Tennessee’s Sales Taxes Highest
The relatively high sales rate puts retailers in border towns at a competitive disadvantage and disproportionately hurts the poor who spend more of their income on purchases. Supporters of the tax system insist it is better to tax consumption than income.
President of the Beacon Center, Justin Owen, said, “While we would love to see all taxes lower, the sales tax is a stable source of revenue for the state and is paid by nearly everyone. We’re fortunate not to have a tax on earned income because states that rely more upon the income tax generally aren’t growing as much and lose a lot more revenue when the economy turns sour.
Among nine states that do not impose a tax on payroll income is Tennessee.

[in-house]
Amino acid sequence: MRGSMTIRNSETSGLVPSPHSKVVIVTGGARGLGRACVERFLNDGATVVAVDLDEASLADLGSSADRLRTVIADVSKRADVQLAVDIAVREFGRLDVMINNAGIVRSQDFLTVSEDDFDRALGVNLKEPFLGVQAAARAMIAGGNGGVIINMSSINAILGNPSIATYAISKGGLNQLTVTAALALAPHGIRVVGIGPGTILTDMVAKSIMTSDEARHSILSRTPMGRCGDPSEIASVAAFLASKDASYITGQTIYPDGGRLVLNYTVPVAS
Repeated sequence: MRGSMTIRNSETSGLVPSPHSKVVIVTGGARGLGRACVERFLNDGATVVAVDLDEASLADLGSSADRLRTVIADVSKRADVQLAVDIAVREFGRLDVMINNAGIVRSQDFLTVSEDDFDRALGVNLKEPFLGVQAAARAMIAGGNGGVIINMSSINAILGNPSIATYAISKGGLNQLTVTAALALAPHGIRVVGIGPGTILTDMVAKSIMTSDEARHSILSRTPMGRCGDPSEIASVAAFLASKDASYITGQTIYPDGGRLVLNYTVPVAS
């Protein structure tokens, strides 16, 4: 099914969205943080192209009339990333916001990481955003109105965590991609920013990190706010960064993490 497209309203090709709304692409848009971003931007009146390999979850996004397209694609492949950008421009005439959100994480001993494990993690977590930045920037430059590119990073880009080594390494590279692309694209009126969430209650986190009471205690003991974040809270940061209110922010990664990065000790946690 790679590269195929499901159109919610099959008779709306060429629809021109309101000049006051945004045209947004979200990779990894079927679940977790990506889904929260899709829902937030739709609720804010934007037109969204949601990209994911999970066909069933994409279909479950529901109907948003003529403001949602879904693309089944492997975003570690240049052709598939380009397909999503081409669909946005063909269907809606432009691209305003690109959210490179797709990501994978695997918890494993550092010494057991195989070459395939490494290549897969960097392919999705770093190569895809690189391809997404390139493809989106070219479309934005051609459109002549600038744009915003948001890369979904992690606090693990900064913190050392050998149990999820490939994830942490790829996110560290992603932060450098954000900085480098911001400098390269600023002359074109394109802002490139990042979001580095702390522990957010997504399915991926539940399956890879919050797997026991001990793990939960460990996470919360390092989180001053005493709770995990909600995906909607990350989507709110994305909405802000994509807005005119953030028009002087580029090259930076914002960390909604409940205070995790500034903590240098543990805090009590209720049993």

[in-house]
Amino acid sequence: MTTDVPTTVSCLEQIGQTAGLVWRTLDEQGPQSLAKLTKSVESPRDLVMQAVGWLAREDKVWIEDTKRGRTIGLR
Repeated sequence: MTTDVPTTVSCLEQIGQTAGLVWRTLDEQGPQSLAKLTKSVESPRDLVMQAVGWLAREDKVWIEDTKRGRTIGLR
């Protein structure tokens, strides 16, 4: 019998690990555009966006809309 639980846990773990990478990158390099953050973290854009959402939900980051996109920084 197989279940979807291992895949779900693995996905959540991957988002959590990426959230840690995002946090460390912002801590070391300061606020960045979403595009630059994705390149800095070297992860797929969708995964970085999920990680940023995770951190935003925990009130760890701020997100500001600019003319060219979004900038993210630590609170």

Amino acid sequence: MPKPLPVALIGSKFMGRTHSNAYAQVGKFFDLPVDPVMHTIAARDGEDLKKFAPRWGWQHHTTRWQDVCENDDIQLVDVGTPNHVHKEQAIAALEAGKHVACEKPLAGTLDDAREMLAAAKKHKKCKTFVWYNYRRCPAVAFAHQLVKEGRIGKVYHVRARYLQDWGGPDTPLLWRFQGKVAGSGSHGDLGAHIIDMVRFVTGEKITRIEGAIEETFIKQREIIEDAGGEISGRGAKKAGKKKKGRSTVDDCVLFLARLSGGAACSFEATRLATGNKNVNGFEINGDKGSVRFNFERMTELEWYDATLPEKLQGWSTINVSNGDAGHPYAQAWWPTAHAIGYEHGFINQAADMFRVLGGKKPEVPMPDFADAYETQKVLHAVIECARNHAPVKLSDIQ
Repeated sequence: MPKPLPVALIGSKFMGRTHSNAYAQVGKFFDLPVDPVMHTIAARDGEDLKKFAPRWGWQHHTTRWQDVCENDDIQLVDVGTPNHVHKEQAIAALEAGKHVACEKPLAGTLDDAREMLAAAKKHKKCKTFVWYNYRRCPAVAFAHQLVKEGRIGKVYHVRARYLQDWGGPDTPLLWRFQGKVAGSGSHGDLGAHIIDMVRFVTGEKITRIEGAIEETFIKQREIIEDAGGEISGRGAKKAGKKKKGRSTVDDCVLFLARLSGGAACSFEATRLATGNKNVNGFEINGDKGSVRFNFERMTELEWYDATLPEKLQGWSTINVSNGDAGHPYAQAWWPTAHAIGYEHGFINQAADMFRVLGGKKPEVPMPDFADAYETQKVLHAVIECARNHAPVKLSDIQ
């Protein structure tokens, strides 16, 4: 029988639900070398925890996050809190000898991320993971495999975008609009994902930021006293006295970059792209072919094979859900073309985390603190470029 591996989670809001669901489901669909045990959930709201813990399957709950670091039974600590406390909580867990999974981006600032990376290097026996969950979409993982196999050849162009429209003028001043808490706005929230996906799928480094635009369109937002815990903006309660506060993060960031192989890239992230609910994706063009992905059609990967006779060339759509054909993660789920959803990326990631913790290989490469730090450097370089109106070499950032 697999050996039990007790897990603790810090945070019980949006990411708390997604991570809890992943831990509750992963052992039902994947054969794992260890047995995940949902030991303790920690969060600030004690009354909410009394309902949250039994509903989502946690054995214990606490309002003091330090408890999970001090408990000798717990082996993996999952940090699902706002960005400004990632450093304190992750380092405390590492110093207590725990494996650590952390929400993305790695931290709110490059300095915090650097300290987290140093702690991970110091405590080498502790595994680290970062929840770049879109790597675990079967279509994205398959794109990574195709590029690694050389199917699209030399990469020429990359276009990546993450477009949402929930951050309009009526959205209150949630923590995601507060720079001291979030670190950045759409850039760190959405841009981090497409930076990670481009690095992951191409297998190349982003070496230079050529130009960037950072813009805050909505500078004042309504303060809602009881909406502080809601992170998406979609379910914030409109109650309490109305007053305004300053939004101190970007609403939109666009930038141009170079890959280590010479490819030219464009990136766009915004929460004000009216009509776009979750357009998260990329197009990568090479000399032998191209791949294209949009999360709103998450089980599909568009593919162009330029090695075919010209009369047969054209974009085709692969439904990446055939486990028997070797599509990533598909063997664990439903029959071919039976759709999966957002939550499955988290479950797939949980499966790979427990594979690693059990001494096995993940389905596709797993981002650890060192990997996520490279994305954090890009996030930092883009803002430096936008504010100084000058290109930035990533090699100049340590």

More than 46 percent of state and local taxes in Tennessee come from sales taxes, said Scott Drenkard, an economist for the Tax Foundation.
The heavy reliance upon the sales tax makes the state of Tennessee one of the most regressive, said Elizabeth Write, executive director of Tennesseans for Fair Taxation.
Tennessee Gov. Bill Haslam is proposing to lower the state sales tax on food from 5.5 percent to 5 percent over the next three years.